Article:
Is The New York Times launching deranged attacks on Britain and the Queen to make money from China? – Daily Mail


Back in 1997, an American journalist named Joseph Kahn could be found in Hong Kong covering Britain’s handover of its former colony to the People’s Republic of China.

Kahn’s account of the post-imperial pomp and circumstance, published in the Wall Street Journal, was a curiously partisan piece of journalism.

On one hand, Kahn managed to be weirdly sympathetic to the communist dictatorship taking over this hitherto-vibrant democracy, at times parroting lines that might have been pinched from its propaganda manual.

‘An ascendant China regained sovereignty over this skyscraper-stacked business colossus with flag-festooned ceremonies amid fireworks, cannon salutes and torrential downpours,’ began his dispatch, before noting that ‘China’s rising status in the world was made clear at the ceremonies’.

On the other hand, Kahn’s article seemed curiously hostile to the departing Brits, or at least to the manner in which America’s oldest ally chose to say goodbye.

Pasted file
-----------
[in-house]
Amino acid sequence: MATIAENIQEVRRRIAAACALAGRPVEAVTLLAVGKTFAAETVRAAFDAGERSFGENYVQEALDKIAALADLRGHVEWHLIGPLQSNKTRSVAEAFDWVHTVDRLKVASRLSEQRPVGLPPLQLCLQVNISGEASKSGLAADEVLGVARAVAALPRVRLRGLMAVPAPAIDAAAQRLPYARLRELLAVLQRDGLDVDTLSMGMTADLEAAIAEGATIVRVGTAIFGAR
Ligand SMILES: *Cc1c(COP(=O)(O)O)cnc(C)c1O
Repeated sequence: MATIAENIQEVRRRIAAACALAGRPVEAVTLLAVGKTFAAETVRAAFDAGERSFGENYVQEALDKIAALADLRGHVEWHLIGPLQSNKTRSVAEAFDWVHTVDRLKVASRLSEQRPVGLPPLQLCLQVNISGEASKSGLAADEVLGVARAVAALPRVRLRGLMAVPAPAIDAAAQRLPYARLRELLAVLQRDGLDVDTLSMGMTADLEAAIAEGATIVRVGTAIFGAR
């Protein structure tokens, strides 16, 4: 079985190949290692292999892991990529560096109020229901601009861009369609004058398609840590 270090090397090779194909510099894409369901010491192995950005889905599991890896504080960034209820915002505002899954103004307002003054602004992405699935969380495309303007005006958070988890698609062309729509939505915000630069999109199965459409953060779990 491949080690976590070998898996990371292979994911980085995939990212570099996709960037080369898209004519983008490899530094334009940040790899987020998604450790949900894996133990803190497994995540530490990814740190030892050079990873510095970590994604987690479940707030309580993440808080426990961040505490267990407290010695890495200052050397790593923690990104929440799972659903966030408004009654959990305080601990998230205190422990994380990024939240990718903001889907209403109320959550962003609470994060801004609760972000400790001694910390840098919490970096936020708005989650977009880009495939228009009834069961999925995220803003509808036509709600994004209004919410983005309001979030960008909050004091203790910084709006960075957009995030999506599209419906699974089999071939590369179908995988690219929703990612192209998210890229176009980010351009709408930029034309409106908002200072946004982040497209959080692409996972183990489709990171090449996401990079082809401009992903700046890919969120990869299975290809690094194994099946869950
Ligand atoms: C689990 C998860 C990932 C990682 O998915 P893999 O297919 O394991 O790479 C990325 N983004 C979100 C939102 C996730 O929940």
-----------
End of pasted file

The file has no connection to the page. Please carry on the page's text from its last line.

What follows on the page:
‘A heavy downpour drenched guests, just as a military band struck up the first chords of God Save The Queen, and Prince Charles’s speech was drowned out,’ it read. ‘A light rain kept up until Her Majesty’s Yacht Britannia slipped out of Hong Kong’s harbour . . . shortly after midnight.’

New York Times Executive Editor Joseph Kahn photographed by Chris Buck, in which the newspaperman posed with a mug bearing a Chinese symbol 

The New York Times kicked off its coverage — little more than two hours after the monarch’s death had been announced — with a lengthy comment piece. We should not ‘romanticise her era,’ the piece claimed

This reporting was not entirely accurate: the ‘downpour’ evident in surviving footage had actually started long before the National Anthem was played, while the now-King’s speech appears to have been perfectly audible to the crowds who gathered to watch him. 

But those minor issues don’t seem to have prevented the article’s ambitious — if rather Anglophobic — young author from subsequently climbing the greasy pole of his profession.

Today, Joseph Kahn is executive editor of the New York Times, America’s most famous newspaper. And in the 25 years that have passed since the handover of Hong Kong, he remains mustard keen on pouring scorn in the general direction of Britain, and its Royal Family.

How else can we explain the insensitive and at times grotesque manner in which the ‘Old Grey Lady’ — a nickname Kahn’s Left-leaning paper owes to its dreary layout and headlines — has chosen to mark the death of the Queen?



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